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ORIGINAL ARTICLE
Year : 2021  |  Volume : 12  |  Issue : 3  |  Page : 344-349

Living with type 2 diabetes in COVID-19: Exploring the challenges faced


1 Society for Prevention and Awareness of Diabetes, Kanpur, Uttar Pradesh, India; Department of Endocrinology, Regency Center for Diabetes Endocrinology and Research, Kanpur, Uttar Pradesh, India
2 Society for Prevention and Awareness of Diabetes, Kanpur, Uttar Pradesh, India
3 Independent Researcher
4 Department of Endocrinology, Regency Center for Diabetes Endocrinology and Research, Kanpur, Uttar Pradesh, India

Correspondence Address:
Dr. Neha Agarwal
Department of Endocrinology, Regency Center for Diabetes Endocrinology and Research, Kanpur, Uttar Pradesh.
India
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Source of Support: None, Conflict of Interest: None


DOI: 10.4103/JOD.JOD_28_21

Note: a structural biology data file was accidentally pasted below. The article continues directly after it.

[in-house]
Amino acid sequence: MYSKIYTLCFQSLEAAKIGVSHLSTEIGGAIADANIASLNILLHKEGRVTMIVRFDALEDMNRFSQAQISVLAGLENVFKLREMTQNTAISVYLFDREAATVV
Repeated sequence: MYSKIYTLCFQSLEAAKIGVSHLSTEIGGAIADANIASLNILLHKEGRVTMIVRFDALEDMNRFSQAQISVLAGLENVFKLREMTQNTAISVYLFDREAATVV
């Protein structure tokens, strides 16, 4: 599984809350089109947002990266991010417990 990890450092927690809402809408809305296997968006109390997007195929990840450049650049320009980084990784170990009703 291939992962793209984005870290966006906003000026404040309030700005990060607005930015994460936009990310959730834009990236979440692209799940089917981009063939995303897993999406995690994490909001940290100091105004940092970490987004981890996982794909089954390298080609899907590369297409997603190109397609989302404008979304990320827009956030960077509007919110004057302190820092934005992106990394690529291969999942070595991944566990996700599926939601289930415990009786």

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Background: The COVID-19 pandemic seems to have influenced lifestyle behaviors and diabetes self-management practices. The aim of the present study is to determine the impact of psychological stress on various lifestyle behaviors, diabetes self-management practices, and glycemic control among Indian adults with type 2 diabetes (T2D), amidst the COVID-19 pandemic. Materials and Methods: This was a cross-sectional observational study. The data pertaining to psychological stress, lifestyle behaviors, diabetes self-management practices, and glycemic control were collected at two time-points (before and after lockdown). Results: A total of 252 T2D patients (145 males, 57.5%) with mean age 51.2 ± 9.8 years and mean diabetes duration of 8.5 ± 6.3 years participated in the study. A statistically significant decrease in body mass index (27.68 vs. 27.22 kg/m2; P < 0.0001) and an increase in HbA1c was noted in the post-lockdown period (8.31% vs. 8.70%; P < 0.0001). The mean Impact of Event Scale-Revised (IES-R) score was 19.3 ± 11.6. No significant correlation of mean IES-R score was observed with the age of the participants (r =−0.077, P = 0.224) and diabetes duration (r = 0.002, P = 0.970). Female gender (mean rank 140.4; P = 0.007) and co-existing hypertension (mean rank 132.18; P = 0.016) were associated with significantly higher IES-R score. No impact of total IES-R score was seen on the various lifestyle behaviors, diabetes self-management practices, and glycemic control. Conclusion: Psychological stress was higher among female gender and those with co-existing hypertension. Further, glycemic control worsened despite preserved diabetes self-management practices.


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